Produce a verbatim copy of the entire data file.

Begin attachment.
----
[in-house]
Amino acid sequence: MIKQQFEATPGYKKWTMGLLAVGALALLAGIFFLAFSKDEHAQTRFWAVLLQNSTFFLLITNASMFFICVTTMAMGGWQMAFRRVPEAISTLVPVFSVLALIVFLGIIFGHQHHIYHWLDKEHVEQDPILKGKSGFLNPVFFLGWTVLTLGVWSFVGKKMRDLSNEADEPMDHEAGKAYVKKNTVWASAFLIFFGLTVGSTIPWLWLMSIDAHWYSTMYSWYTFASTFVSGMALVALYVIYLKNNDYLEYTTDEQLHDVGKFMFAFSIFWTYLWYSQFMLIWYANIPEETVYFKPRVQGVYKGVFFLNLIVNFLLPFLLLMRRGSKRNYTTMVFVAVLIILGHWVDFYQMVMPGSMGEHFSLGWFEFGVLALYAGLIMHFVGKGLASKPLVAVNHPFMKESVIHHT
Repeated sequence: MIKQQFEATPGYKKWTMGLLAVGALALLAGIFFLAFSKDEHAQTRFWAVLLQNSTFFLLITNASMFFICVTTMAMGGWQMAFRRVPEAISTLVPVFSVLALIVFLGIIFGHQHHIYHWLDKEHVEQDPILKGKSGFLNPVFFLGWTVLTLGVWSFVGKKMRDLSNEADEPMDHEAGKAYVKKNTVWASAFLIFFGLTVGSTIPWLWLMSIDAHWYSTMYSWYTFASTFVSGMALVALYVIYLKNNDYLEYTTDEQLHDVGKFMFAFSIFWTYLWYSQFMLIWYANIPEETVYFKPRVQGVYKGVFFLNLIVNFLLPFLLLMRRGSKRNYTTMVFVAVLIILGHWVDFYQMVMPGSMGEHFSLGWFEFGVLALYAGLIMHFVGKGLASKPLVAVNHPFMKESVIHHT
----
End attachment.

[in-house]
Amino acid sequence: MIKQQFEATPGYKKWTMGLLAVGALALLAGIFFLAFSKDEHAQTRFWAVLLQNSTFFLLITNASMFFICVTTMAMGGWQMAFRRVPEAISTLVPVFSVLALIVFLGIIFGHQHHIYHWLDKEHVEQDPILKGKSGFLNPVFFLGWTVLTLGVWSFVGKKMRDLSNEADEPMDHEAGKAYVKKNTVWASAFLIFFGLTVGSTIPWLWLMSIDAHWYSTMYSWYTFASTFVSGMALVALYVIYLKNNDYLEYTTDEQLHDVGKFMFAFSIFWTYLWYSQFMLIWYANIPEETVYFKPRVQGVYKGVFFLNLIVNFLLPFLLLMRRGSKRNYTTMVFVAVLIILGHWVDFYQMVMPGSMGEHFSLGWFEFGVLALYAGLIMHFVGKGLASKPLVAVNHPFMKESVIHHT
Repeated sequence: MIKQQFEATPGYKKWTMGLLAVGALALLAGIFFLAFSKDEHAQTRFWAVLLQNSTFFLLITNASMFFICVTTMAMGGWQMAFRRVPEAISTLVPVFSVLALIVFLGIIFGHQHHIYHWLDKEHVEQDPILKGKSGFLNPVFFLGWTVLTLGVWSFVGKKMRDLSNEADEPMDHEAGKAYVKKNTVWASAFLIFFGLTVGSTIPWLWLMSIDAHWYSTMYSWYTFASTFVSGMALVALYVIYLKNNDYLEYTTDEQLHDVGKFMFAFSIFWTYLWYSQFMLIWYANIPEETVYFKPRVQGVYKGVFFLNLIVNFLLPFLLLMRRGSKRNYTTMVFVAVLIILGHWVDFYQMVMPGSMGEHFSLGWFEFGVLALYAGLIMHFVGKGLASKPLVAVNHPFMKESVIHHT